Where does James Comey’s “A Higher Loyalty” fit in Our Leadership Conversation?

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“The mixture of truth and falsehood is enormously more intoxicating than pure falsehood.” — Paul Valéry

Ethical leadership.

The two words above seem organic partners in the scope of a role, but frequently don’t coincide. Comey’s exploration into the topic is couched in his experience across three presidential administrations as United States Attorney, Deputy Attorney General, FBI Director. In those separate administrations and positions, he took lessons in leadership from supervisors, outsiders, and most significantly, his wife.

The work’s ubiquitous theme gets taken up by the Dwight D. Eisenhower line on page 117:

“The supreme quality for leadership is unquestionably integrity. Without it, no real success is possible, whether it is on a section gang, a football field, in an army, or in an office.”

Integrity; shorthand for an individual’s capacity to tell and maintain the truth. To be people of their word, to fulfill promises and adhere to codes of behavior. To protect the “reservoir of trust” Americans had in their institutions. Integrity.

Without an ounce of varnish, Comey shows where that expectation fell short in figures in government, nongovernmental figures, and himself. How best to judge all of that he leaves to us, but his resounding message throughout the book is: integrity in leadership — across all sectors — needs a reboot. Not for a sense of nostalgia, nor for a wistful imagining of the US as compared to somewhere else. Comey’s assertion, rather, we urgently need renewed integrity everywhere because without it our institutions collapse, reality is questioned, leading to the reduction of the value of the country as a whole. If every statement, every platform, every justification is a lie, who can be trusted? Noone.

Comey’s second exhortation is that we expect these qualities in all our leaders. Not the sort of leaders who have taken to cleaning up their profiles strewn carelessly across the internet in order to reduce public relations risk. Rather, the former FBI director holds forth we ought to expect leadership who had erred on the side of too much caution in the course of their lives. Clearly, to many, this would be a bridge too far. The suggestion too grandiose for any who arrived at their current status by overinflating qualifications for the purposes of advancement. However, ‘leadership’ is primed for taking on a different flavor. Our decadence and derailment owe much to the current crop using web crawler apps to scrub their digital footprints across time. The author says in his text: words matter, titles matter, truth matters. In the disposal of validating expertise, or preparation, or training, or worse — claiming these don’t matter — we invite these webs of fabrications. The dark fantasy of hyperbolic self-promotion leads directly to the magical realism of imagined competence.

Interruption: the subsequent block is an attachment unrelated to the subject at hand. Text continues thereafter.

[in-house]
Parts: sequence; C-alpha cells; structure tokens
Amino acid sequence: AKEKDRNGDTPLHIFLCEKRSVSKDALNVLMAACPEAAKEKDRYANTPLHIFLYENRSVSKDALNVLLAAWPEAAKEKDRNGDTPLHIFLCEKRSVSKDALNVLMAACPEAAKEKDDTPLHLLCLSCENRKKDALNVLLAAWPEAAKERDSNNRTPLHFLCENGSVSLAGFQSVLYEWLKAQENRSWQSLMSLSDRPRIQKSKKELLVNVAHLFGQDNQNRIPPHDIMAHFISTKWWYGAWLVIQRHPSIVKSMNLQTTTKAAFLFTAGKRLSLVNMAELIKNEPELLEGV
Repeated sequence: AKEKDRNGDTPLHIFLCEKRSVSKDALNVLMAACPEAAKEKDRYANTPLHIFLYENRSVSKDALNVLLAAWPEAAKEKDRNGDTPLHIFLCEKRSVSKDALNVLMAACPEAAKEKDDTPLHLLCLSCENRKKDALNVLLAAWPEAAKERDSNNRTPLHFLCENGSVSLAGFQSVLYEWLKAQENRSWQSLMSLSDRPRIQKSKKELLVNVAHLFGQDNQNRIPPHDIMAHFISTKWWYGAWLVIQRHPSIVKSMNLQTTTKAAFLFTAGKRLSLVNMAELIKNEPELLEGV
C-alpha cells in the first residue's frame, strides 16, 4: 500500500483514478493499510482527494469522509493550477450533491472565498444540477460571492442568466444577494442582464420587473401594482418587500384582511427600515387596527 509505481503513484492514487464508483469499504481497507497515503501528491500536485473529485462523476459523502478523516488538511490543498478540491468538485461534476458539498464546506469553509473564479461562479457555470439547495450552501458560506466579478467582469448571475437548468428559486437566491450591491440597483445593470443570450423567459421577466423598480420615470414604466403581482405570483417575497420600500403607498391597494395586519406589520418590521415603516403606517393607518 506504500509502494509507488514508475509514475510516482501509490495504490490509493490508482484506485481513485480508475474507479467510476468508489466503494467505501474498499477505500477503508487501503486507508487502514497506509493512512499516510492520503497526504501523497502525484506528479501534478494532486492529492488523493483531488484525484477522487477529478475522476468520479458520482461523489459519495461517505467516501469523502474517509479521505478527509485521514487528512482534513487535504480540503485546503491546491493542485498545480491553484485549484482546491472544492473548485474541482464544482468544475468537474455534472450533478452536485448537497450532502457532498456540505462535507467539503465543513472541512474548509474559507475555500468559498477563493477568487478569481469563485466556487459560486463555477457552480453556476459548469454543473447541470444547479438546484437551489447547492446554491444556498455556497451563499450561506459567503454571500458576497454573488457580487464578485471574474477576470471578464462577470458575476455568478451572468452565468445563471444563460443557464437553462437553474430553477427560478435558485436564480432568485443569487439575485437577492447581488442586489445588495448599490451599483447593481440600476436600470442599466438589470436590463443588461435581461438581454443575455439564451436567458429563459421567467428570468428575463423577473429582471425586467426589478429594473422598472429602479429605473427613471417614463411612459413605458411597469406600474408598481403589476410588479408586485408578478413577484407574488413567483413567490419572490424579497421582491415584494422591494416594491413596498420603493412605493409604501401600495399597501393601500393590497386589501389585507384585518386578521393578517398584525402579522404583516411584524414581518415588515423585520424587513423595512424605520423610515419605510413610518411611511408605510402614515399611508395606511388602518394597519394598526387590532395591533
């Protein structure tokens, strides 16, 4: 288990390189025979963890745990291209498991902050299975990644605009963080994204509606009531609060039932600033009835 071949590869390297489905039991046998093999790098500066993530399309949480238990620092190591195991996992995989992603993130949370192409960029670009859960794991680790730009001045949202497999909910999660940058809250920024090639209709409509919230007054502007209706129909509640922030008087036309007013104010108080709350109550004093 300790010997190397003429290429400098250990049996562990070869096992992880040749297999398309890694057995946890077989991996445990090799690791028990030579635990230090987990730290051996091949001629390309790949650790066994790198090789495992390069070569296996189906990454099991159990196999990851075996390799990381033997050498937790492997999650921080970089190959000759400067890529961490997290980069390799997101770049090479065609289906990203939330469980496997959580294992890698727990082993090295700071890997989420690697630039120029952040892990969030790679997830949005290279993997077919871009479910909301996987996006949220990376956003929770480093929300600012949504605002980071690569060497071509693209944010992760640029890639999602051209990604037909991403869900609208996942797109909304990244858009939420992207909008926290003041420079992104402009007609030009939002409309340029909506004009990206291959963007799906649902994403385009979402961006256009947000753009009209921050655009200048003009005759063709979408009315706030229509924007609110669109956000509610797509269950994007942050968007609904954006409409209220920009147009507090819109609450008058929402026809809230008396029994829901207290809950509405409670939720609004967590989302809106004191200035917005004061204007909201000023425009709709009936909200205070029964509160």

“Everyone lies at some point in their life. The important questions are where, about what, and how often?” asks Comey depicting the Martha Stewart insider trading case. Fortunately, Thomas Jefferson (pg.51) had a maxim on exactly this:

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Thomas Jefferson. Credit: History.com

“He who permits himself to tell a lie once, finds it much easier to do it a second and third time, till at length it becomes habitual; he tells lies without attending to it, and truths without the world’s believing him. The falsehood of the tongue leads to that of the heart, and in time depraves all its good dispositions.”

‘A Higher Loyalty’ fits into our leadership discussion, then, because it proscribes a future state of achievable integrity, provided we require accountability. That QA/QC process must be universal — in family, work, media, etc. — as DDE notes above: it is the primary characteristic for success in leadership. Successful leadership will carry the day because, in all things, leadership matters.

Leadership is hard. If it was easy, everyone would do it.

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